Sandra Beasley's writing reminds me of François Hemsterhuis' definition of The Beautiful (which also happens to be my definition): "that which gives us the greatest number of ideas in the shortest space of time." These poems have an abundance of perceptive and original irony, and what is most unusual in our era: real wit, without meanness, sloppy comedy or scatology. The concern they exhibit for language per se -- both for its follies and for its hidden implications -- almost reminds me of Wittgenstein. Every statement she makes contains the DNA of a question. Sandra Beasley has her own way of pushing the envelope, of making the reader uncomfortable in his or her complacency of thought. So much the better. The experience is invigorating.

Spend a short space of time with "I was the Jukebox," and I assure you, you will want to spend a longer one.
Nekora
Awesome. "We are living in someone's antiquity. They will study our compromises--" from Sandra Beasley's poem, Antiquity. Gorgeous, gorgeous work.
Ustamya
I heard Sandra Beasley read at Iota in Arlington and was so impressed that I bought her new book. Her poems have a playful, surreal quality. I enjoyed her riffs on mythology such as in "Another Failed Poem About the Greeks." The last section of the book is darker and more poignant. "Exits" is powerful.
Falya
Sandra Beasley doesn't approach her work in a straightforward manner. Instead, she assumes unorthodox perspectives, creates strange and thought-provoking metaphors, and challenging herself with poetic forms such as sestinas (and does she OWN that form like a boss). All of this is evident throughout I WAS THE JUKEBOX, where Beasley writes about everything from platypi and minotaurs, to college students and music. Sometimes she's humorous and flirtatious. Other times, pensive and visceral. Still others, passionate yet philosophical.

My only critique is that, even though I thoroughly enjoyed many of the poems, I wasn't as moved emotionally by I WAS THE JUKEBOX as I have been by other poetry books I've read this year. Beasley is more of a thinker and innovator with her work, and some readers may find that quality more appealing. That said, I would read more of Sandra Beasley's poetry in a heartbeat and would recommend I WAS THE JUKEBOX to any poetry fans who are seeking something a little more unconventional.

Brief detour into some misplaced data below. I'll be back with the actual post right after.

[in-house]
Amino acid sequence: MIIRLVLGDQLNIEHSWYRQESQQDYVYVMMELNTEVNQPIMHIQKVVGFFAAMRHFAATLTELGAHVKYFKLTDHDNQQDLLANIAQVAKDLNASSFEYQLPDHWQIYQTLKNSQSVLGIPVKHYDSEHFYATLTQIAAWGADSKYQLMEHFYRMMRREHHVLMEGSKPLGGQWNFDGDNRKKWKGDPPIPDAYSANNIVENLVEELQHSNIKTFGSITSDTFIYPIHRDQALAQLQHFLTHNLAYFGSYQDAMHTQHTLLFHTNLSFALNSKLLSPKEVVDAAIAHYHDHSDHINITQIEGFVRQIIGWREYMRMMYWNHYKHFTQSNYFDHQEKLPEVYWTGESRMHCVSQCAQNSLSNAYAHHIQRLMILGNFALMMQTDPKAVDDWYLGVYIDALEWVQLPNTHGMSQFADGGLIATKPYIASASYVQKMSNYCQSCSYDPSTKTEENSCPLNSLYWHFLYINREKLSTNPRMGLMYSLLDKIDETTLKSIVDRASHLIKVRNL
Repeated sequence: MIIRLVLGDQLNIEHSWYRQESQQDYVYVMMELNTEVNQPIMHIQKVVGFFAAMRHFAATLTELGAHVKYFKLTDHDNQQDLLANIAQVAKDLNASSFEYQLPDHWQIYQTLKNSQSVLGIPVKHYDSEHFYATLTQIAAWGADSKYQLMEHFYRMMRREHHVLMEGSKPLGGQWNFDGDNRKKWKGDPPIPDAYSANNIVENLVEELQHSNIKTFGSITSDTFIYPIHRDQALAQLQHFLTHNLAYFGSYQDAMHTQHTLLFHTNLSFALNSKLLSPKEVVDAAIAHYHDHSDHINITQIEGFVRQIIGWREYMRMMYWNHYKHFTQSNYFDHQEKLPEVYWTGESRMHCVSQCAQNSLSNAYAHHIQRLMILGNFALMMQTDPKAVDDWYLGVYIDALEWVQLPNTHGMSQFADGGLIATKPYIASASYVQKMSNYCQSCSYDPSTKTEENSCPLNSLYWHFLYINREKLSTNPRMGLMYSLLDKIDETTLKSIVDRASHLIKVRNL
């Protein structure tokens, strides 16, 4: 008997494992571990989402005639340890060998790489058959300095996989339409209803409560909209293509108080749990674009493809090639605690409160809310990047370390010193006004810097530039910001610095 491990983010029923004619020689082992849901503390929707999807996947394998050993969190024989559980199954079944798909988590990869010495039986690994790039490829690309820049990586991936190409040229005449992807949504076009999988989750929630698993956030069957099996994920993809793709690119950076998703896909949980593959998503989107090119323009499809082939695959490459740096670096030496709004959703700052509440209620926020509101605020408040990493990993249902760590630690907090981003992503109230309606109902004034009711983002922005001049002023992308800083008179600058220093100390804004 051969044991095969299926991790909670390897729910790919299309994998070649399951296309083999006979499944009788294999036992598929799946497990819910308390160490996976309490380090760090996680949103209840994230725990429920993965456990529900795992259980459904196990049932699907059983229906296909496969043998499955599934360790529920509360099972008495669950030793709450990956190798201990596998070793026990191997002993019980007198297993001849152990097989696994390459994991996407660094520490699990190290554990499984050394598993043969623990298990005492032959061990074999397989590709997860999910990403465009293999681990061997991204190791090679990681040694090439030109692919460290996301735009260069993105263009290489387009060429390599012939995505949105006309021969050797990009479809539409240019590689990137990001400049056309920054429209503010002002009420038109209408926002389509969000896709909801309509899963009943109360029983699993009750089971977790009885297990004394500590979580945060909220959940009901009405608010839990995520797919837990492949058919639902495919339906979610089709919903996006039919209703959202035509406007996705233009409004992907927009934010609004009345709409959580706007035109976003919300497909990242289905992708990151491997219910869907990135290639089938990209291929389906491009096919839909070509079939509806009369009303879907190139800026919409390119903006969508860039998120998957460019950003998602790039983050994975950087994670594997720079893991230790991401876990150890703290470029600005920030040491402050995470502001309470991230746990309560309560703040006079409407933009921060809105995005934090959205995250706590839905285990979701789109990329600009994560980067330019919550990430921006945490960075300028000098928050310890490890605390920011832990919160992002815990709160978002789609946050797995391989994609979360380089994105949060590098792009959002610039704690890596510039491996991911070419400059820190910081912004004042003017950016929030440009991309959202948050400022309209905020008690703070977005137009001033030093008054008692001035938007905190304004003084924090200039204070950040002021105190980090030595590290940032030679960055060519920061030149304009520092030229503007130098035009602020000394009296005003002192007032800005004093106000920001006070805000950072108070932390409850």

from earth
Ever since she came to Georgia Southern University's campus, I've wanted to read Sandra Beasley's latest book of poems, which has been on my Amazon wishlist for a while. One of the students that I tutor, a good friend of mine named Nadia Dreid, gave me a gift bag for helping her throughout he semester--how did she know? I imagine her questioning mutual friends under piercing lamplight in a CSI fantasy.

Anyways, I read through the book delighting over the poems that Beasley had read to me--and the others in the classroom--herself; the voice in my head inferior to hers. In the book, Beasley speaks from the point of view of an eggplant, of orchids, of a jukebox, and many other inanimate objects and animals. Though all of the poems are exceptional, I want to draw your attention to one titled "The Cutting Board (p. 57)."

This poem reminds me of her memoir Don't Kill the Birthday Girl, where she depicts how it's like to live with multiple food allergies. Over the years the cutting board was with her, "counting out almonds for the car, sandwiches for the plane." The images in this poem are very strong, like all of them in the collection, and really puts you into the scene.